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'Consider the extent to which psychological theories have been successful in explaining attachments'.

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Introduction

Psychology - Attachment 'Consider the extent to which psychological theories have been successful in explaining attachments' In recent years, psychological theories have been somewhat successful in clarifying attachment types through various methods, however, there are several criticisms associated with these theories. The dictionary defines attachment as 'a bond of fidelity or affection', and in the psychological world it is recognised as just that, the emotional tie between an infant and their caregiver, which in most cases is the mother. This attachment formed in infancy is thought to be an important factor for later life, as it's believed to be essential for psychological development in forming relationships. The main three theories of attachment are the learning theory (the behaviourist approach), the psychoanalytical approach and Bowlby's theory, (the evolutionary approach). All three have significant points of interest in determining attachment and how it is formed, however, similarly, they all have criticisms, which stand in the way of a clearer understanding. There are certain psychologists who believe that humans are born like a blank state and that all behaviour is learnt, known as behaviourists. They assume that humans are conditioned to learn new responses, which over time become more and more complex. It has been suggested that when learning, the primary reinforcer for an infant would be the food whereas the person feeding, in which most circumstances is the mother, would be recognised as the secondary reinforcer. ...read more.

Middle

Freud declared that infants are born with an innate incentive to pursue pleasure, which he called the 'Pleasure Principle'. He believed that in infancy, the demand made by the 'id' is for oral satisfaction. Feeding can fulfil the need for oral satisfaction and so the person who provides this becomes recognised as the 'love object'. Therefore this is the person with whom the infant forms an attachment. However, this theory was heavily criticised along with the learning theory for suggesting that attachment is relevant to and formed by feeding. Freud's connection between food and attachment was proved wrong by Harlow's study with Rhesus monkeys showed that food alone was not a basis for attachment, but that comfort and security played a larger part in forming an attachment. Although Harlow was criticised for applying animal behaviourism to that of humans, research completed by Shaffer and Emerson showed that 40% of those infants studied formed attachment with a figure other than the one that fed it. Nowhere is the problem of credibility more apparent than when considering Freud's concepts of the personality being split into three parts and that there is a specific component named the 'id' which makes demands, whose view is so ver y different from the conventional. His beliefs are only are hypothetical suppositions that are unscientific and therefore difficult to revere to. Thirdly, the evolutionary theory proposed by Bowlby, claimed that infants developed an attachment to a specific caregiver because it was adaptive. ...read more.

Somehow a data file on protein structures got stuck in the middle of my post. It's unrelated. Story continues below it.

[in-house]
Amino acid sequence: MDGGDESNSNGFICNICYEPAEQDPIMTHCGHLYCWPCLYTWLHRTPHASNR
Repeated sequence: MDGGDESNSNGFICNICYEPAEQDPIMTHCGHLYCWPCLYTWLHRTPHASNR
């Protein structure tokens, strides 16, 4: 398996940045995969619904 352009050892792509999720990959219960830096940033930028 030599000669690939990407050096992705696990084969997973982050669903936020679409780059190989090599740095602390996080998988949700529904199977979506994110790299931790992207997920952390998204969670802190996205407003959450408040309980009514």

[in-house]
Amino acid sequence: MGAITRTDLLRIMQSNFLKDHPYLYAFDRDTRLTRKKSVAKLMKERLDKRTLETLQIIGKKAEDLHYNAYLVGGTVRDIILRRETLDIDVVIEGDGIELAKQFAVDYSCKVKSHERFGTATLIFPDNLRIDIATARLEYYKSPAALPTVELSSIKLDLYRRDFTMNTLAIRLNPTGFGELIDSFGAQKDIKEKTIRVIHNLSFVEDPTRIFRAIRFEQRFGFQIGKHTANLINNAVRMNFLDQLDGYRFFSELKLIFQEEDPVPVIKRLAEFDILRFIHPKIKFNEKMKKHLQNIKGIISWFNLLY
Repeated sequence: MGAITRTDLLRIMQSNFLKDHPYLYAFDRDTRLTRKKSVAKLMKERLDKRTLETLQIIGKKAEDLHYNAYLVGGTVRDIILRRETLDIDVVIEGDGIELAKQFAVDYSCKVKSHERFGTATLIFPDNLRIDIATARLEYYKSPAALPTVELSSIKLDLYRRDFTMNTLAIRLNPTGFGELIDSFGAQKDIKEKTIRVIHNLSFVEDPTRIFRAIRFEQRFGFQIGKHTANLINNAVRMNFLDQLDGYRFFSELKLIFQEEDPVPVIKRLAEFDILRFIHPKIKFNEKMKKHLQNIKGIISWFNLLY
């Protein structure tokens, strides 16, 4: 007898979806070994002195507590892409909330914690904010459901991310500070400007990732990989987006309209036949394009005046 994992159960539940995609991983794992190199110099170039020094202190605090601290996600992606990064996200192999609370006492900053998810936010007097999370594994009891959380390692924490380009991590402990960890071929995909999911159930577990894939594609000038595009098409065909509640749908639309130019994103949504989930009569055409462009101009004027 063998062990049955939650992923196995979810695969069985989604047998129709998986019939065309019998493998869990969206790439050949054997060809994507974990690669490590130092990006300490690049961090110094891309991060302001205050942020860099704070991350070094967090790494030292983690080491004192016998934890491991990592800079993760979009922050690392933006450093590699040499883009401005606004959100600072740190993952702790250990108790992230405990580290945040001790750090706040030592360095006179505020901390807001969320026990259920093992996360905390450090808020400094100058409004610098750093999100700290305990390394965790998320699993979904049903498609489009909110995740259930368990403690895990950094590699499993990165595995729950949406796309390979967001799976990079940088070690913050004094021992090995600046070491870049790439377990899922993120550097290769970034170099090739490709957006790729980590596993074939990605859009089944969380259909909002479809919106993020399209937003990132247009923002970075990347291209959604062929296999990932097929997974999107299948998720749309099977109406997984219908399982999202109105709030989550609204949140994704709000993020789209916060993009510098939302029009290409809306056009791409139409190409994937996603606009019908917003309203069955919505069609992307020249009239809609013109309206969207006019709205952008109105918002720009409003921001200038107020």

Conclusion

However, although I can appreciate these specific parts of his theory, I don't agree with Bowlby's point that attachment is adaptive, as I can't distinguish any obvious link between survival and reproduction being related to attachment. In relation to the learning theory, although I can appreciate that in certain circumstances behaviour can be learnt and infants can learn to associate caregivers with specific stimuli, I don't think that these are the only contributing factors to the formation of an attachment. I personally believe that infant's are born with an instinctive drive which allows them to form attachments, rather than them being a blank state at birth that learns specific responses to particular stimuli. In my opinion, Freud's theory is the most difficult to identify with. This is because there is no scientific knowledge or research to back up his claims, proving that although his theory may have some relevance, the belief that an individual has demands made upon it by the 'id', his theory is based purely upon supposition. In conclusion, it is apparent that although psychologists have made specific developments, they have not been entirely successful in defining and explaining attachment due to the various criticisms, which weaken their overall arguments. Therefore, although there are various theories that have been put forward in an attempt to explain attachment and the formation of attachments, I believe that it is up to the individual to determine how successful psychologists have been in their explanations, as the theories are open to personal interpretation. Joanna Lowe Page 1 Miss Meyer ...read more.

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